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Old 02-26-2016, 12:38 AM   #3
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I agree. These studies raise a lot of issues that have probably not ever been closely examined before. The size and scope of this epidemic, and the participation of so many different health organizations (once the epidemic was finally recognized for the disaster that it was), has created a unique opportunity for all kinds of research. Previous studies have been on a smaller scale and probably not followed up so closely as these, and others, will be.

Further info about the NIAID study indicates that it will be a large, long-term project. Buried in the description of the study is the definition of "close contact" for purposes of this study (see bolded section). I'm confused about several aspects of the close contact portion of the study. Apparently, close contacts will be used as the control group (see bolded portion at the end). I'm no scientist and perhaps I don't understand the nuances of designing a study like this one. But, it seems to me that the control group should be a random sample of the local, non-infected population to establish a baseline prevalence of medical conditions such as diabetes, high blood pressure, joint issues, etc. Then study the effects of Ebola survivors and their apparently non-infected close contacts and compare the incident rates. Or am I way off base?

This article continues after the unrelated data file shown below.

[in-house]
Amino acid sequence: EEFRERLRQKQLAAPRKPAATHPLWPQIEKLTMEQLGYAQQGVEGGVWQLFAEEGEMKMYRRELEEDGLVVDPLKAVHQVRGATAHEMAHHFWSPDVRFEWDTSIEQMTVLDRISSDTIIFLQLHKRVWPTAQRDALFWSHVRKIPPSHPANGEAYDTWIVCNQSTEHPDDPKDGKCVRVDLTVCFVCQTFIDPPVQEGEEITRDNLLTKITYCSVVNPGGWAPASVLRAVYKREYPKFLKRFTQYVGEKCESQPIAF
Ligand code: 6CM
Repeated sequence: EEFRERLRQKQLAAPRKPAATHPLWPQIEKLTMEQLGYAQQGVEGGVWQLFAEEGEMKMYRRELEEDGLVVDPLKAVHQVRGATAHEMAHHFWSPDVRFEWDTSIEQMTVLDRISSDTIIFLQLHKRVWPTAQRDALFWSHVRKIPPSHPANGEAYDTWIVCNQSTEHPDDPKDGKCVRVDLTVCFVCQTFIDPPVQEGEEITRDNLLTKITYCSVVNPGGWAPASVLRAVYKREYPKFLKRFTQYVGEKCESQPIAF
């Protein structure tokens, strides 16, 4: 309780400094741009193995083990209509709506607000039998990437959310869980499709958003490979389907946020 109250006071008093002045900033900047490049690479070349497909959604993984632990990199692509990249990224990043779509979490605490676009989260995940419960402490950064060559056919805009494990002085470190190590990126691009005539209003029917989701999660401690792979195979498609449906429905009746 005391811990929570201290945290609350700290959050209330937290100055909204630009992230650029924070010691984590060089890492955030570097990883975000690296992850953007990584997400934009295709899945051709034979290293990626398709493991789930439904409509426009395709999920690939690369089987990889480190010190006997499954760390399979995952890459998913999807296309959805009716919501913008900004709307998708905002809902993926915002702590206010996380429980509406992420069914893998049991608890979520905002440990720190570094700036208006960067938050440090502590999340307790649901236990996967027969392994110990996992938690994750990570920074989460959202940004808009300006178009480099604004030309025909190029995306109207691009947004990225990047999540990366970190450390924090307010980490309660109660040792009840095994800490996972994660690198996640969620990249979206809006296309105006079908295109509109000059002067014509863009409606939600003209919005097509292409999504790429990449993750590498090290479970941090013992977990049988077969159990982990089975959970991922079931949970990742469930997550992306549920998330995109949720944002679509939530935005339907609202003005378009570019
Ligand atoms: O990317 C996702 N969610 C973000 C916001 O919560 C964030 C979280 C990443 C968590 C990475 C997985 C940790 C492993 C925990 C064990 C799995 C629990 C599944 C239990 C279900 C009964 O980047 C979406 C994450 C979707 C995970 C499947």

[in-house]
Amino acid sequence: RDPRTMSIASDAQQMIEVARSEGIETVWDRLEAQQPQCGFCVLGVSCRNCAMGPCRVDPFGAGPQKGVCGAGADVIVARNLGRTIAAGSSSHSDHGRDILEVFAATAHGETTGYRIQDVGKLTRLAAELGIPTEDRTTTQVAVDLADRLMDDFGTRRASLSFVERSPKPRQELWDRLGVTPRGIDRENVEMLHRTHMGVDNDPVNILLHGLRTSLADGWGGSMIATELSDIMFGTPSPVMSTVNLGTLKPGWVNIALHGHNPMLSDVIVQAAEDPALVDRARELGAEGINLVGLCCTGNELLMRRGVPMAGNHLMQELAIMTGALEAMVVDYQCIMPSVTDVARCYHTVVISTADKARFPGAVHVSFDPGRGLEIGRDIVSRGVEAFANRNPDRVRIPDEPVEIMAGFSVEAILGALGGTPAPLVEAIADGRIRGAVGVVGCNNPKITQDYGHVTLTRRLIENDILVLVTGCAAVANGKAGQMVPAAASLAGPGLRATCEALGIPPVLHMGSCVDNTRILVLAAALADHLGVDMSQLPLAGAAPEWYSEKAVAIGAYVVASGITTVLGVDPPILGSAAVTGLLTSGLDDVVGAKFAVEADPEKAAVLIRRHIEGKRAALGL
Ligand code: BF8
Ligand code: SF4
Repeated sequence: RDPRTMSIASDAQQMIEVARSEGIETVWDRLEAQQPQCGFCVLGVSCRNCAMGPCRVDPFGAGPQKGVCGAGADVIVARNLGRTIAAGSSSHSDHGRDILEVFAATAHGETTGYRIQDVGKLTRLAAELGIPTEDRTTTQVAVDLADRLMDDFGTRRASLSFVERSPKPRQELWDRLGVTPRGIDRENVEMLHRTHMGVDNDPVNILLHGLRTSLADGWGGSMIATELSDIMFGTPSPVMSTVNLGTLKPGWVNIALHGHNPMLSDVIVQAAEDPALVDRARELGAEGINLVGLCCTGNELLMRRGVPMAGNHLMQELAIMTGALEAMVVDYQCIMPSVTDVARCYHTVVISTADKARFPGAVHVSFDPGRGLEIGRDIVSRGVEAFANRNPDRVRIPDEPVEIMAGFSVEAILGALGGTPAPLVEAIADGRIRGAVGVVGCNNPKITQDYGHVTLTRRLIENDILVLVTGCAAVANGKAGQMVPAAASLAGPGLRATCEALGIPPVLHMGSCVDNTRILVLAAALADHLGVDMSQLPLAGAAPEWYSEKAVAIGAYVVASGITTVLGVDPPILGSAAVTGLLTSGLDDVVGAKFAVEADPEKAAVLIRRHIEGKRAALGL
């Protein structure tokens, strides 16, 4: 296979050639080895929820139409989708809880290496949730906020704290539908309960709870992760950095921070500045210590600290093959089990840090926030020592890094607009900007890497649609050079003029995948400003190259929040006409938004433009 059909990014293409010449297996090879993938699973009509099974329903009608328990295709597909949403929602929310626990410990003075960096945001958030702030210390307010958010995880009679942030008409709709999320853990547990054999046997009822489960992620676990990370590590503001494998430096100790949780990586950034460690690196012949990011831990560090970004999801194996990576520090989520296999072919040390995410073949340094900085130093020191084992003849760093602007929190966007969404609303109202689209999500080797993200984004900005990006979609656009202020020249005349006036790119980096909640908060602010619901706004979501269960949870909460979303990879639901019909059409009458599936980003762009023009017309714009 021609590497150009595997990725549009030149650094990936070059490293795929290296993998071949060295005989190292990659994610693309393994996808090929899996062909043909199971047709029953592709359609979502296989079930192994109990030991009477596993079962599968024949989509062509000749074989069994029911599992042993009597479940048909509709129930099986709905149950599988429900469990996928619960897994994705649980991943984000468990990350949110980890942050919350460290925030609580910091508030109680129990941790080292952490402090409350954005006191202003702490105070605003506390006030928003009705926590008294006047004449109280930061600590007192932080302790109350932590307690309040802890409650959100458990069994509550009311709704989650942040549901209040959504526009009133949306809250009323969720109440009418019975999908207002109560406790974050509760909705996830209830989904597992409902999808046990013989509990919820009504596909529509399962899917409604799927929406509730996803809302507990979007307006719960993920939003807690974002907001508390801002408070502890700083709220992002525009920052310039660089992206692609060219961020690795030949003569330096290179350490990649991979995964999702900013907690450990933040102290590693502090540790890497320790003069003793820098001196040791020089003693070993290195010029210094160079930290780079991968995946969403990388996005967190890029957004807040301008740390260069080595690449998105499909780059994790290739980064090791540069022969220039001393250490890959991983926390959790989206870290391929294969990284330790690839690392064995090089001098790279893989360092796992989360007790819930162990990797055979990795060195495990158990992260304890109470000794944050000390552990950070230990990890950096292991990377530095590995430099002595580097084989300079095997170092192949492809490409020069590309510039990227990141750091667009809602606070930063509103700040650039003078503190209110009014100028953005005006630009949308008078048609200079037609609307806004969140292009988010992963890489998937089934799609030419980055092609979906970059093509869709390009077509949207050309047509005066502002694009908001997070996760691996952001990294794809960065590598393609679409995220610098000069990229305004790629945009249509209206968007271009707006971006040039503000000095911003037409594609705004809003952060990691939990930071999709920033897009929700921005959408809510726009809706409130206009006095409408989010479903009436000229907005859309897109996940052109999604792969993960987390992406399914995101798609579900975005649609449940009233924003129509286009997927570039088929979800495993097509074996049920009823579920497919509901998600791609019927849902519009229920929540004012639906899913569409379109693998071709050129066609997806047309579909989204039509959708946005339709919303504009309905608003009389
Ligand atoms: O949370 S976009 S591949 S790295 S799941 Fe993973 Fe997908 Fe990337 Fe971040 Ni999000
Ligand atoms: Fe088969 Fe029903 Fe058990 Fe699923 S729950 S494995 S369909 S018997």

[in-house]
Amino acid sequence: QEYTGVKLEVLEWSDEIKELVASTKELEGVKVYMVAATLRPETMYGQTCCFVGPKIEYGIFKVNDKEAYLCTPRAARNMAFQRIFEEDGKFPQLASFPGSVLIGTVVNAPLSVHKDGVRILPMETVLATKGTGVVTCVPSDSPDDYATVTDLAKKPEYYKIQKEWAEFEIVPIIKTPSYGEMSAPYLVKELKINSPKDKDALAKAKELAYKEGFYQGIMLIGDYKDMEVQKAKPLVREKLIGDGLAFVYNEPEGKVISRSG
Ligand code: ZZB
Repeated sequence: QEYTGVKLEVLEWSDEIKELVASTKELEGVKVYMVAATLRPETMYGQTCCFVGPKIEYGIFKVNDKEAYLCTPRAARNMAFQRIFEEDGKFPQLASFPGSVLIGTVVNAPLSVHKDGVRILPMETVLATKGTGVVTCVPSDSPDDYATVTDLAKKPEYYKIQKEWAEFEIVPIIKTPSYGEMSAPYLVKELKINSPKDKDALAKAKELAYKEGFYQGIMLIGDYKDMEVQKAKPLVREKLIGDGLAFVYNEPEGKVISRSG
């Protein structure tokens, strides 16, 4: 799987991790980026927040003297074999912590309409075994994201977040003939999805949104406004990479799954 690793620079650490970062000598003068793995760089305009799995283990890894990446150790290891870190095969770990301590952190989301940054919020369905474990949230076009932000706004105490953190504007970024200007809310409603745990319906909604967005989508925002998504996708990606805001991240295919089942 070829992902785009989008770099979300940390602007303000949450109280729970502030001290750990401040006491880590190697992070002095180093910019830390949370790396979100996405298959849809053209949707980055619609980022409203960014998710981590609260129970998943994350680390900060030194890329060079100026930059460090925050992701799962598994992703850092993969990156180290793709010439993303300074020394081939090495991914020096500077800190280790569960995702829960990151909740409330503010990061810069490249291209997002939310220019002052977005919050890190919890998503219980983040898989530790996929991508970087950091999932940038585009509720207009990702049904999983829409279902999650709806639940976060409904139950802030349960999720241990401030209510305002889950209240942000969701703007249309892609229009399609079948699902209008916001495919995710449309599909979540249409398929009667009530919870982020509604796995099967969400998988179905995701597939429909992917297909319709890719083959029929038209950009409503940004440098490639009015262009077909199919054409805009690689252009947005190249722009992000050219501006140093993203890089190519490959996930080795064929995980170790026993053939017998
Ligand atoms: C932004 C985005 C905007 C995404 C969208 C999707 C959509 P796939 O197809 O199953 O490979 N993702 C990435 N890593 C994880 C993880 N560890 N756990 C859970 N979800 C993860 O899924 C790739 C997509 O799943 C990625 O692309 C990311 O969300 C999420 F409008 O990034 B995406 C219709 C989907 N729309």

The first article that I posted says that close contacts were "...potentially exposed to the virus but did not become infected." But it doesn't specify how non-infection is demonstrated. Hopefully by blood work which shows a lack of antibodies? Or testing during the epidemic that showed them to be infection-free? I also wonder if the behavior of the close contacts will be studied as well, along with socioeconomic factors. One room shack with no running water or 4 room house with indoor plumbing? Did all, some, or none of them have hands-on contact with an infected person? Or once the household member showed signs of being ill, did they practice any kind of isolation, and if so, what did that entail - keeping the patient in a different room (if possible), not sharing food or water, not handling clothes or bed linens? I also wonder if poor nutrition may play a role in the rate of complications seen in close contacts. During the epidemic, there was definitely a lack of food in both rural and urban areas. Some of it was due to a lack of transportation of basic foods in the rural areas, and for quite a while the quarantined urban areas had nothing going in or coming out. So, many of the close contacts who stayed home, especially children without an adult presence, may have experienced anywhere from weeks to months of poor nutrition, which may be impacting their current medical status.